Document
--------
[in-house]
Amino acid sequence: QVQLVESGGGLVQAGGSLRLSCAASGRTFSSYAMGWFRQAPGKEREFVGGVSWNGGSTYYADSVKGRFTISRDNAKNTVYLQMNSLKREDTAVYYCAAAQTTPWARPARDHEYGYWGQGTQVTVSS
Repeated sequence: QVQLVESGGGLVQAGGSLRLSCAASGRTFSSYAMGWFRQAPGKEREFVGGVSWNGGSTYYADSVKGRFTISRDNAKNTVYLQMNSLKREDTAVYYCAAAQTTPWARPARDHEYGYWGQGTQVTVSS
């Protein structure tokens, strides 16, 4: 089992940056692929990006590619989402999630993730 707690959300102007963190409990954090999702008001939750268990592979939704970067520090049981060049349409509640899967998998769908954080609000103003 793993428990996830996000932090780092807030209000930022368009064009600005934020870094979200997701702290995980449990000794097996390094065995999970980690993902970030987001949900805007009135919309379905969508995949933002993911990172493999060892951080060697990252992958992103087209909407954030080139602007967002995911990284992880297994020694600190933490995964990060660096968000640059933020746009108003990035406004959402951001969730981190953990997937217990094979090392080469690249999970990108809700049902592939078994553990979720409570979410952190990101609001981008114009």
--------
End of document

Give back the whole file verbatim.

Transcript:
[in-house]
Amino acid sequence: QVQLVESGGGLVQAGGSLRLSCAASGRTFSSYAMGWFRQAPGKEREFVGGVSWNGGSTYYADSVKGRFTISRDNAKNTVYLQMNSLKREDTAVYYCAAAQTTPWARPARDHEYGYWGQGTQVTVSS
Repeated sequence: QVQLVESGGGLVQAGGSLRLSCAASGRTFSSYAMGWFRQAPGKEREFVGGVSWNGGSTYYADSVKGRFTISRDNAKNTVYLQMNSLKREDTAVYYCAAAQTTPWARPARDHEYGYWGQGTQVTVSS
């Protein structure tokens, strides 16, 4: 089992940056692929990006590619989402999630993730 707690959300102007963190409990954090999702008001939750268990592979939704970067520090049981060049349409509640899967998998769908954080609000103003 793993428990996830996000932090780092807030209000930022368009064009600005934020870094979200997701702290995980449990000794097996390094065995999970980690993902970030987001949900805007009135919309379905969508995949933002993911990172493999060892951080060697990252992958992103087209909407954030080139602007967002995911990284992880297994020694600190933490995964990060660096968000640059933020746009108003990035406004959402951001969730981190953990997937217990094979090392080469690249999970990108809700049902592939078994553990979720409570979410952190990101609001981008114009």